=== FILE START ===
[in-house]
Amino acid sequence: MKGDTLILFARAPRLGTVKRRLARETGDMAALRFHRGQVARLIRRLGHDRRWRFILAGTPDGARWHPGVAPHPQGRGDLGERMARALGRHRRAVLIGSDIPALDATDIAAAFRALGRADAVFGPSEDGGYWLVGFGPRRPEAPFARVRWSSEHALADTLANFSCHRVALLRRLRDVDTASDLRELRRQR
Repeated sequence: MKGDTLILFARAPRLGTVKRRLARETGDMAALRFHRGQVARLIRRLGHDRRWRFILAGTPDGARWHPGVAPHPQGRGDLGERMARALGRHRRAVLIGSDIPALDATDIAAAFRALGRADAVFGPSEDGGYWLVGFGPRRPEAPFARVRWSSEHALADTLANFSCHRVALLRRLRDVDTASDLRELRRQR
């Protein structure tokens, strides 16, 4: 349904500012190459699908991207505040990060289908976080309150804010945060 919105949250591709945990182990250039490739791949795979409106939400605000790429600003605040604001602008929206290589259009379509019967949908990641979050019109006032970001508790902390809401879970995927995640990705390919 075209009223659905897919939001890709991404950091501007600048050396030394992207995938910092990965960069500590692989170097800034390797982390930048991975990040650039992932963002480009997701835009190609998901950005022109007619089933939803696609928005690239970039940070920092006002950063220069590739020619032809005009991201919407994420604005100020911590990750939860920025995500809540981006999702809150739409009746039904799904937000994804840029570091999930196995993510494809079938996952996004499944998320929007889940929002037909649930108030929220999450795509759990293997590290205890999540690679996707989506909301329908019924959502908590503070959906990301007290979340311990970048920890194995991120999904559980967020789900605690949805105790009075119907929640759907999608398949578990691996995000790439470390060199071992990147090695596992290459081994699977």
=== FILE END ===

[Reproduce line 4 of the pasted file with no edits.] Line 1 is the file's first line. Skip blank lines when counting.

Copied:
């Protein structure tokens, strides 16, 4: 349904500012190459699908991207505040990060289908976080309150804010945060 919105949250591709945990182990250039490739791949795979409106939400605000790429600003605040604001602008929206290589259009379509019967949908990641979050019109006032970001508790902390809401879970995927995640990705390919 075209009223659905897919939001890709991404950091501007600048050396030394992207995938910092990965960069500590692989170097800034390797982390930048991975990040650039992932963002480009997701835009190609998901950005022109007619089933939803696609928005690239970039940070920092006002950063220069590739020619032809005009991201919407994420604005100020911590990750939860920025995500809540981006999702809150739409009746039904799904937000994804840029570091999930196995993510494809079938996952996004499944998320929007889940929002037909649930108030929220999450795509759990293997590290205890999540690679996707989506909301329908019924959502908590503070959906990301007290979340311990970048920890194995991120999904559980967020789900605690949805105790009075119907929640759907999608398949578990691996995000790439470390060199071992990147090695596992290459081994699977």